ROBERT SIEGEL, host:
Here's something you don't hear every day.
(Soundbite of beetle)
SIEGEL: That is the inside of a beetle. It was made using atomic force microscopy. A team at Clarkson University in Potsdam, New York made a breakthrough in recording those hard-to-get sounds emanating from inside living insects like flies, mosquitoes, ladybugs. And these audio snapshots will give scientists new information about what is going on with those bugs.
To explain how this was done is physics professor Igor Sokolov. Welcome to the program.
Professor IGOR SOKOLOV (Physics, Clarkson University): Hello.
SIEGEL: And tell us, roughly, how did you get that sound from the inside of the beetle?
Prof. SOKOLOV: Well, atomic force microscopy can be visualized like a finger. You can touch surface and feel its vibrations.
SIEGEL: Which is what you did. Now, where is the breakthrough here? What is it you are able to do that is new?
Prof. SOKOLOV: Well, we recorded signals which are a thousand times more accurate than were people were able to do before. Secondly, we were able to record amplitudes of vibrations down to 1/100th of atomic size.
SIEGEL: What actually is oscillating? What is it that's vibrating that you're recording?
Prof. SOKOLOV: Yeah, that's a very good question. What beetles are doing when they're breathing, they're moving a lot of biological armor. And that can create noise. So that's what we try to avoid. We did a controlled experiment. We took a dead beetle, you push its belly and with the same amplitude, the same size like it would be natural breathing.
SIEGEL: You performed nano artificial respiration on a dead beetle?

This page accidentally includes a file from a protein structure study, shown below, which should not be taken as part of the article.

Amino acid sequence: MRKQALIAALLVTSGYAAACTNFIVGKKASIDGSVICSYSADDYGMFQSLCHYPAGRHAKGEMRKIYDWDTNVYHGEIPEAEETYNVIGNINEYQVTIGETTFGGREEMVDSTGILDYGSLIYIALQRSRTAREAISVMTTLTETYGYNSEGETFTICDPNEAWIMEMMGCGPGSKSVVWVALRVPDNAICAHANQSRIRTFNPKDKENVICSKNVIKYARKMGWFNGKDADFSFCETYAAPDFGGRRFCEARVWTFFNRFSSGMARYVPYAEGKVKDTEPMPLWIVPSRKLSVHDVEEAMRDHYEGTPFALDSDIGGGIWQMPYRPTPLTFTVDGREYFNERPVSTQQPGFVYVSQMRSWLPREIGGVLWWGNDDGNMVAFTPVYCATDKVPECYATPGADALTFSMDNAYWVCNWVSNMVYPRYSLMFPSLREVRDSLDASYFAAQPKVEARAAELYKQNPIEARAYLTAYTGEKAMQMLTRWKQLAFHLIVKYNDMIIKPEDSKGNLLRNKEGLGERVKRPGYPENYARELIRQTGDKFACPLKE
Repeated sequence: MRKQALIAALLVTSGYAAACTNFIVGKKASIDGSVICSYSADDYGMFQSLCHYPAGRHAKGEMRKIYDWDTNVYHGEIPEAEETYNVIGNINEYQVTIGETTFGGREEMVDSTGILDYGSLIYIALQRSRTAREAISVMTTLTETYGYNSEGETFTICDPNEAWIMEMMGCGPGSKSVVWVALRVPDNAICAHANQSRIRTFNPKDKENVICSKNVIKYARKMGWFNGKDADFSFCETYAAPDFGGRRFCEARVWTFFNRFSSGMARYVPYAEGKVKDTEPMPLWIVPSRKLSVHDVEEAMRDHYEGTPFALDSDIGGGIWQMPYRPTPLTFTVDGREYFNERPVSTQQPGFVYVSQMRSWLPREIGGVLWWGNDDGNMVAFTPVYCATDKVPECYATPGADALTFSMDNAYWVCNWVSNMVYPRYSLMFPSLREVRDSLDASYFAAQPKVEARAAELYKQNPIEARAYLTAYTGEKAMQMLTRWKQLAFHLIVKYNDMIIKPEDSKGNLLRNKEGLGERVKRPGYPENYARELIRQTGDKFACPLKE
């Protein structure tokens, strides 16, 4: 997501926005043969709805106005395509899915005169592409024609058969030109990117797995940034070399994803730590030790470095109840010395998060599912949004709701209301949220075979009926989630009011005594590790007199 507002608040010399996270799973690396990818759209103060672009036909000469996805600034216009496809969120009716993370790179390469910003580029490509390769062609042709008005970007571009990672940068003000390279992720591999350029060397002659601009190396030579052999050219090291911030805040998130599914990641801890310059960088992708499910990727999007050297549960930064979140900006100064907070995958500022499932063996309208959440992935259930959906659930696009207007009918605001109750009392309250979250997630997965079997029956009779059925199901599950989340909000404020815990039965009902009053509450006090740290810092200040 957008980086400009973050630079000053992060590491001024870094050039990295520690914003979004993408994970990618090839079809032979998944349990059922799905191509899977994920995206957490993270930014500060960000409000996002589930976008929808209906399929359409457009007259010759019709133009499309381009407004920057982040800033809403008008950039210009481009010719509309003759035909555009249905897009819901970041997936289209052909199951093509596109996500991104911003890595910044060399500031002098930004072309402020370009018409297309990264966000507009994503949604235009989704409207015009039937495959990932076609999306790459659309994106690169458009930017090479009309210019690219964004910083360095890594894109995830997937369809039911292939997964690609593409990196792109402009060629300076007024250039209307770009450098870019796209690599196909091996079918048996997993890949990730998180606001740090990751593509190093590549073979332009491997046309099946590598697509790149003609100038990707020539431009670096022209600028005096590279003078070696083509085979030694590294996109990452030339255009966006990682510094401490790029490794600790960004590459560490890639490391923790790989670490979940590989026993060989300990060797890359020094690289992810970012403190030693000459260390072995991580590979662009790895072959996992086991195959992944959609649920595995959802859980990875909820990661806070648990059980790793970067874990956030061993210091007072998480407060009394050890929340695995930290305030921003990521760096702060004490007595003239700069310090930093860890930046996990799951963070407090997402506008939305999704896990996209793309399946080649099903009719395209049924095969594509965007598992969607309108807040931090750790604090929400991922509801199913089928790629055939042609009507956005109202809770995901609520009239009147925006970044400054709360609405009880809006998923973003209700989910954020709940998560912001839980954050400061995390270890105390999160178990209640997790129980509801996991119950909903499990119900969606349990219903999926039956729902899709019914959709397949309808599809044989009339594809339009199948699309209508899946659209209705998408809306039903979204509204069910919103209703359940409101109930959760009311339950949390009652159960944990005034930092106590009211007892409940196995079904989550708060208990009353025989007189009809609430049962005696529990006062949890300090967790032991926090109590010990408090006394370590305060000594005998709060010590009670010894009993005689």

Prof. SOKOLOV: Yes. And we did see some noise coming from that part. We filtered the signal and left only vibration parts. So what exactly we hear we do not know at this moment.
SIEGEL: But it's the essence of being alive if you're a beetle, is what that sound is.
Prof. SOKOLOV: Yes.
SIEGEL: It's the sound of the beetle minus the sound of a dead beetle gives you the sound of life, if you're a beetle.
Prof. SOKOLOV: Precisely.
SIEGEL: Now, I want people to hear another sound that you recorded using atomic force microscopy. This is what a mosquito sounded like.
(Soundbite of mosquito)
SIEGEL: They even sound annoying at a microscopic level, the mosquitoes. Same methodology to make that recording as with the beetle?
Prof. SOKOLOV: Yeah. That's pretty much like methodology was the same for all insects.
SIEGEL: Now, Professor Sokolov, do you think this is as small as you can get or are there still smaller organisms that you think you could record their vibrations using nano technology and in this case, atomic force microscopy?
Prof. SOKOLOV: What we plan to do is kind of an opposite. We plan to go to large organisms, to humans. And that's where were really thinking about some possibly biomedical obligations.
SIEGEL: You mean the sound of a particular cell as opposed to the sound of another cell? Is that what you're looking at or what?
Prof. SOKOLOV: Humans I think, we are thinking about the entire organism.
SIEGEL: The entire organism.
Prof. SOKOLOV: Yes. Essentially it would be a sort of a nano version of what doctors use every day. Like, I guess it's called a stethoscope. And here we can get signals which are much more sensitive.
SIEGEL: But you can possibly imagine a day off in the future when some doctor might say, something sounds wrong to me and he's referring to oscillations of tissue?
Prof. SOKOLOV: Absolutely. Absolutely. And even a little bit better because we are speaking about objective recording and it can be analyzed through special software algorithms. So we are speaking about excluding possible human error in diagnosis.
SIEGEL: So instead we'll be told by the physician's assistant, our center in Bangalore sees a problem with your vibrations there in the...
Prof. SOKOLOV: Yeah. Or you can even think about going to the drugstore and simply pushing your finger against some device and it tells you, like, which prescription or which kind of drugs you might need.
(Soundbite of laughter)
SIEGEL: Okay. Well, thanks for talking with us both about the future possibilities and what you've done in the present.
Prof. SOKOLOV: Thank you for your interest.
SIEGEL: That's Igor Sokolov, professor of physics at Clarkson University in Potsdam, New York.
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